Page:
In C++ you will use also use casting, there is no difference to blueprints. The difference is that in C++ you only have code, so casting to another class has no impact, but in blueprints casting will lead to having a hard reference to what you’re casting to (same as if you would have an object reference to an object or if the interface has a reference to that object). All assets that your blueprint is hard referencing will be loaded into memory as soon as that blueprint is loaded into memory (generally speaking all assets that an asset is hard referencing will be loaded into memory as soon as that asset is loaded into memory). That means you should avoid casting to objects that contain static meshes/materials. As long as you’re only casting to blueprint classes that contain no static meshes/materials/sounds,… there is no problem using casting.
So the problem is not casting but hard/cross referencing different assets and the resulting high memory usage and load times. So if till now you have never looked at your blueprints in reference viewer and size map, then you will have some refactoring before you if you want to fix it.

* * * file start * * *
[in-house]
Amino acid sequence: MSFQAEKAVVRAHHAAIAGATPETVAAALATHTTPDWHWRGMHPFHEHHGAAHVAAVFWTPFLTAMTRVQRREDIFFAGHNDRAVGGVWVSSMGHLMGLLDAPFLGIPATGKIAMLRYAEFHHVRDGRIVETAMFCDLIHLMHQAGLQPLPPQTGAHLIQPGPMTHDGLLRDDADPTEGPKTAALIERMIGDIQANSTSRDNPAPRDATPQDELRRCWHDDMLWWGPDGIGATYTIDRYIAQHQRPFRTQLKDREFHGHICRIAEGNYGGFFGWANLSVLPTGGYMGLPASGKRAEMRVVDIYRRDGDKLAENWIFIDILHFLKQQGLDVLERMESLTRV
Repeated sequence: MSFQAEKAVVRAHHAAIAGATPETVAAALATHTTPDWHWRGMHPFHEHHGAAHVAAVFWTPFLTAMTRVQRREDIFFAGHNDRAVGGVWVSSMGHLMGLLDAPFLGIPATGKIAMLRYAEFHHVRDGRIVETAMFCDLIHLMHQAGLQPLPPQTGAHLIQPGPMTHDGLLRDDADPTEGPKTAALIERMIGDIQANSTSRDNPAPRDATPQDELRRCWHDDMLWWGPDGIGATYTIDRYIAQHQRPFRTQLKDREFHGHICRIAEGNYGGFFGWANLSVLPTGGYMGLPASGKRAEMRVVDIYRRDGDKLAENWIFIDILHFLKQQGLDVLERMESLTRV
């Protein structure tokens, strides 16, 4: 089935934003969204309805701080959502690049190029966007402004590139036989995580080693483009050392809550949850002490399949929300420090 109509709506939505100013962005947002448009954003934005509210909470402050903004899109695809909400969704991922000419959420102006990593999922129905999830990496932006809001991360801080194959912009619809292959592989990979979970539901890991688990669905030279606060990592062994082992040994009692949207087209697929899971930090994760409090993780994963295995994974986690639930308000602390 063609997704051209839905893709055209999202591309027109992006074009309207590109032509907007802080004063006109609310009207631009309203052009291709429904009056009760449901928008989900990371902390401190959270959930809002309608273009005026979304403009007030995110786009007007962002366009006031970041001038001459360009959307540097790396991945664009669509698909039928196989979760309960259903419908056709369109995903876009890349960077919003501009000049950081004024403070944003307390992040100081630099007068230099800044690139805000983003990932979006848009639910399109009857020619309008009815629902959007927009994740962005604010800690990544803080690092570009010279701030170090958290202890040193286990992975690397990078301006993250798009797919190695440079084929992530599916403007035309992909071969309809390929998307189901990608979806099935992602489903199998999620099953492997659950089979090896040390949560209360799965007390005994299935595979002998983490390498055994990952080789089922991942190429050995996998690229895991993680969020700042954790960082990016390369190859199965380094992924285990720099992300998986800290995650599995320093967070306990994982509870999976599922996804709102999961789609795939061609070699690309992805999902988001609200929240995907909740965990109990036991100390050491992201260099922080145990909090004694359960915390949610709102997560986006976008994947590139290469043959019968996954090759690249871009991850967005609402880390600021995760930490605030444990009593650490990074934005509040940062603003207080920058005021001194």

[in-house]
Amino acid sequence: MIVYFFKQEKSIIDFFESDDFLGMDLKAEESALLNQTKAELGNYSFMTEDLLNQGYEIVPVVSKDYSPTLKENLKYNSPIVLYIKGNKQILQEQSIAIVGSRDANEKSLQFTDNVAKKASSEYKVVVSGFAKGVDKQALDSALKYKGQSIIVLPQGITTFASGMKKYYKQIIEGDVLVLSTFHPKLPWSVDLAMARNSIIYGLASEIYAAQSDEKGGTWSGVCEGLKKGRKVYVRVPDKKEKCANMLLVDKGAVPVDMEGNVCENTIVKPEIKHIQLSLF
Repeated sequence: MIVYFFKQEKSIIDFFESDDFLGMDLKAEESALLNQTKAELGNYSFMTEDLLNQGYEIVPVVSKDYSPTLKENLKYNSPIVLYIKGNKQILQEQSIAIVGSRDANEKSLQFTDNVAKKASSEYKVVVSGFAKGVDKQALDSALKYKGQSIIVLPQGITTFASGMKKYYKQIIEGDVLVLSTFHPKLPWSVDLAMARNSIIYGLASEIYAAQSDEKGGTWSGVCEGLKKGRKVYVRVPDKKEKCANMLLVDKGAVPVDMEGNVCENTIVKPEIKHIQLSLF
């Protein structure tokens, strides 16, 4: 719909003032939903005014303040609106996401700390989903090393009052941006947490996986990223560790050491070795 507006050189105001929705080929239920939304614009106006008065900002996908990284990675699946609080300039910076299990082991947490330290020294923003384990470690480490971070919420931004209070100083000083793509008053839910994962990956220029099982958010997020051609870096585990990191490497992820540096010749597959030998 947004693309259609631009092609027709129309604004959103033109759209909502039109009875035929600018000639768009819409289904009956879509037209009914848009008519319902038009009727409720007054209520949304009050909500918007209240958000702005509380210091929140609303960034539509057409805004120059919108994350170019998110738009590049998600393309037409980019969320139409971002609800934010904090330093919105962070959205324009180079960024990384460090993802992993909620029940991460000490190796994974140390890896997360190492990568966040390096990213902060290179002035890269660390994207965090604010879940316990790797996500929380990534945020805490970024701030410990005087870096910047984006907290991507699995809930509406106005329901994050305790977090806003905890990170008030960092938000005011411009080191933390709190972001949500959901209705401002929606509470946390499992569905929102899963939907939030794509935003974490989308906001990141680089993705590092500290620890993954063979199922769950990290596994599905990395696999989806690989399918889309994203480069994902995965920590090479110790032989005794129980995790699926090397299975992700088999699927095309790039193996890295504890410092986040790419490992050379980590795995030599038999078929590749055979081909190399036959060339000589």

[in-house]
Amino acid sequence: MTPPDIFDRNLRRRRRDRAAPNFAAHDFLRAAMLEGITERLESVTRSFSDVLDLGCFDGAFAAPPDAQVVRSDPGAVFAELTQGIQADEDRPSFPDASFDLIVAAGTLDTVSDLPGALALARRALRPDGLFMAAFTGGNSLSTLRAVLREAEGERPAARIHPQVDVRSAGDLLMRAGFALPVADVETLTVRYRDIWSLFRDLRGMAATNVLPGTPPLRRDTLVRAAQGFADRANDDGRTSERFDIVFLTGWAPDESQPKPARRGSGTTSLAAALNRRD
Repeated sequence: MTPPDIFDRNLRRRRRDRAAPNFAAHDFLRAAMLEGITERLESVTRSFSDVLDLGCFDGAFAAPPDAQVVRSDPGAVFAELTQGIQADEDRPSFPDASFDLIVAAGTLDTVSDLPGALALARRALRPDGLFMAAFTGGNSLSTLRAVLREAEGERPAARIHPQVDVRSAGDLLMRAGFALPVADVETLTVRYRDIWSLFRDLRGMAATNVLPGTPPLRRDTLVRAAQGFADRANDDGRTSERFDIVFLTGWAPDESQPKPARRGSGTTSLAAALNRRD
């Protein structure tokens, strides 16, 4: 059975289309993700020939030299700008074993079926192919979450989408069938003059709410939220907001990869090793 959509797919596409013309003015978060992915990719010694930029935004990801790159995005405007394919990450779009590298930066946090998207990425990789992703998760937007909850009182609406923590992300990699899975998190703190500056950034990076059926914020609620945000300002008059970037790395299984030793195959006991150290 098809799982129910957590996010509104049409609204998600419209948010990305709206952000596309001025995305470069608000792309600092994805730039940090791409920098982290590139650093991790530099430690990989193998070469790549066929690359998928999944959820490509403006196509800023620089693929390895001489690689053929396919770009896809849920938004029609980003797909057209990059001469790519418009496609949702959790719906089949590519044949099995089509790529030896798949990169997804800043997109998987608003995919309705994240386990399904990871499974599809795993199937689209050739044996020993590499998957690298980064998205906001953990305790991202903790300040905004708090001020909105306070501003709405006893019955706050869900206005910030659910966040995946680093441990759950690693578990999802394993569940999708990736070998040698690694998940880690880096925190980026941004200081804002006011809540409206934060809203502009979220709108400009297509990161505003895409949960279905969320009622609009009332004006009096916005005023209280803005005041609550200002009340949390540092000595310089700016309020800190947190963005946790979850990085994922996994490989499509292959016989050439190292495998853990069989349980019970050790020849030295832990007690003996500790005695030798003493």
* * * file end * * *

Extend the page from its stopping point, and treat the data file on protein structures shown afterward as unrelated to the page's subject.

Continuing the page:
Generally I currently use C++ for two reasons
(-) the functionality is not exposed to blueprints and either cannot be exposed to blueprints or would be too bothersome (e. g. the whole AI perception system, gameplay ability system). This then also leads to having your base classes in C++.
So if for your save/load system you need functionality that is not available in blueprints, then yes you will need C++. If you need to do a ton of things on tick for your save/load system, then again C++ would be a good idea. Otherwise blueprint is much faster for prototyping and if you later on see that you need extra performance, you can always shift some functionality to C++.